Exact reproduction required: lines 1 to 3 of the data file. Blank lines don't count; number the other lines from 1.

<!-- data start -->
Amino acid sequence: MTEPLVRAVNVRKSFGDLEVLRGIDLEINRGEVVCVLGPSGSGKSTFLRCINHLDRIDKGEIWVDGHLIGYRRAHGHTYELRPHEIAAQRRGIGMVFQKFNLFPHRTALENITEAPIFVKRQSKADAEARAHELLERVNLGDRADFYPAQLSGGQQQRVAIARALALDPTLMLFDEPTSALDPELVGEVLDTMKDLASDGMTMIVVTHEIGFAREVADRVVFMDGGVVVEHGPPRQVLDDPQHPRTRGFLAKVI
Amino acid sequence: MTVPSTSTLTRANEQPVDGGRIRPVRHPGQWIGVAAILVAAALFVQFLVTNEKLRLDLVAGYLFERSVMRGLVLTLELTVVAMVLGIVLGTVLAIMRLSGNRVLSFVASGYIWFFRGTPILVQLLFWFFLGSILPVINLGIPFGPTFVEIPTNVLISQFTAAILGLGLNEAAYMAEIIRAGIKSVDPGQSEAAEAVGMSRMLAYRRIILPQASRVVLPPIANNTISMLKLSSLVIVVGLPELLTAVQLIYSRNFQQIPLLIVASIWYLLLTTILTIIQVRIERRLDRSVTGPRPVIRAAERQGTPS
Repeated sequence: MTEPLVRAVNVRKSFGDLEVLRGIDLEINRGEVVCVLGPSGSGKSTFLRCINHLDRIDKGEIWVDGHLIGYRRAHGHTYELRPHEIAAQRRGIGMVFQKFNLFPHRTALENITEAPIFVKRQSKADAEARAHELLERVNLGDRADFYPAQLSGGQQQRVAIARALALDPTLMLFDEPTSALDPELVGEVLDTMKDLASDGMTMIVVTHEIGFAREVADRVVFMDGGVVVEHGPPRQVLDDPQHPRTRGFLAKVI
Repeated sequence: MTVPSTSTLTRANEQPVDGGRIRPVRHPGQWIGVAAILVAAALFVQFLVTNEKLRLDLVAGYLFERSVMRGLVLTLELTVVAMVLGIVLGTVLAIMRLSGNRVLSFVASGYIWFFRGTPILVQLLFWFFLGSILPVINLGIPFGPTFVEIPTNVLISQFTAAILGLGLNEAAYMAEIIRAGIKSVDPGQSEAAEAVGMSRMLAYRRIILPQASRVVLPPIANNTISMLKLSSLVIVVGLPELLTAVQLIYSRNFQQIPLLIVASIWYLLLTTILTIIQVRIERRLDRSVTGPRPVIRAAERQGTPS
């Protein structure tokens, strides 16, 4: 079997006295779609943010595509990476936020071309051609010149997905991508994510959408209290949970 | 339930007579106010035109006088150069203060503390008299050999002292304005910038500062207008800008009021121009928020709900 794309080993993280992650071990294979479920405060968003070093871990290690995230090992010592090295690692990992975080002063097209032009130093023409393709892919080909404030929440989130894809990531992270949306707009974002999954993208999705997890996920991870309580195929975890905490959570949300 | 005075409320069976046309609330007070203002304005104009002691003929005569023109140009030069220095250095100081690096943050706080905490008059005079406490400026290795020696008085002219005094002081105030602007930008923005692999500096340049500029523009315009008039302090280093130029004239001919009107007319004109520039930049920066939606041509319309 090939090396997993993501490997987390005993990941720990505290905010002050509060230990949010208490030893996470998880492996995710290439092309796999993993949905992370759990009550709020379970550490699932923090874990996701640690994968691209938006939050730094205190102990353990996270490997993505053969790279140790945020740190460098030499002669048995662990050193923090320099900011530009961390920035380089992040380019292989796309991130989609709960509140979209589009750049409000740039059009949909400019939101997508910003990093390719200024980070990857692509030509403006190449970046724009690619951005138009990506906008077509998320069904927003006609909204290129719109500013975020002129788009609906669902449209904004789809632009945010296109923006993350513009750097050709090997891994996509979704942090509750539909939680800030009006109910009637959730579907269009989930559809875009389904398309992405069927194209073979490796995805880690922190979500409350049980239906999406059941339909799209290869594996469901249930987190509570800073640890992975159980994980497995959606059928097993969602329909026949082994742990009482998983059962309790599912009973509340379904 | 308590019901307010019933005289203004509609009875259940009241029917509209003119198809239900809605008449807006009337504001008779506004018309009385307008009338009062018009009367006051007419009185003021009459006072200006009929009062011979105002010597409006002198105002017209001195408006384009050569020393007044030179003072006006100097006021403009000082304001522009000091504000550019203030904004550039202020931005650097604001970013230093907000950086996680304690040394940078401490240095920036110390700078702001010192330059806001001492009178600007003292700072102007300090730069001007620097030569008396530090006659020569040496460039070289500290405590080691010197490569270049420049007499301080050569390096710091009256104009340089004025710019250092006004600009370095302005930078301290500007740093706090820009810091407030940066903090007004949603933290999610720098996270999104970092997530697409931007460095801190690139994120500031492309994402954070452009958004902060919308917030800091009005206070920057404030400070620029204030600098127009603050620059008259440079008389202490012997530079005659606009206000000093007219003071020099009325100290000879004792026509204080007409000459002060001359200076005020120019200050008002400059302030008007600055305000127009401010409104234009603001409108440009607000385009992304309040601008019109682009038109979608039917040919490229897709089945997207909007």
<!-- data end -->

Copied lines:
Amino acid sequence: MTEPLVRAVNVRKSFGDLEVLRGIDLEINRGEVVCVLGPSGSGKSTFLRCINHLDRIDKGEIWVDGHLIGYRRAHGHTYELRPHEIAAQRRGIGMVFQKFNLFPHRTALENITEAPIFVKRQSKADAEARAHELLERVNLGDRADFYPAQLSGGQQQRVAIARALALDPTLMLFDEPTSALDPELVGEVLDTMKDLASDGMTMIVVTHEIGFAREVADRVVFMDGGVVVEHGPPRQVLDDPQHPRTRGFLAKVI
Amino acid sequence: MTVPSTSTLTRANEQPVDGGRIRPVRHPGQWIGVAAILVAAALFVQFLVTNEKLRLDLVAGYLFERSVMRGLVLTLELTVVAMVLGIVLGTVLAIMRLSGNRVLSFVASGYIWFFRGTPILVQLLFWFFLGSILPVINLGIPFGPTFVEIPTNVLISQFTAAILGLGLNEAAYMAEIIRAGIKSVDPGQSEAAEAVGMSRMLAYRRIILPQASRVVLPPIANNTISMLKLSSLVIVVGLPELLTAVQLIYSRNFQQIPLLIVASIWYLLLTTILTIIQVRIERRLDRSVTGPRPVIRAAERQGTPS
Repeated sequence: MTEPLVRAVNVRKSFGDLEVLRGIDLEINRGEVVCVLGPSGSGKSTFLRCINHLDRIDKGEIWVDGHLIGYRRAHGHTYELRPHEIAAQRRGIGMVFQKFNLFPHRTALENITEAPIFVKRQSKADAEARAHELLERVNLGDRADFYPAQLSGGQQQRVAIARALALDPTLMLFDEPTSALDPELVGEVLDTMKDLASDGMTMIVVTHEIGFAREVADRVVFMDGGVVVEHGPPRQVLDDPQHPRTRGFLAKVI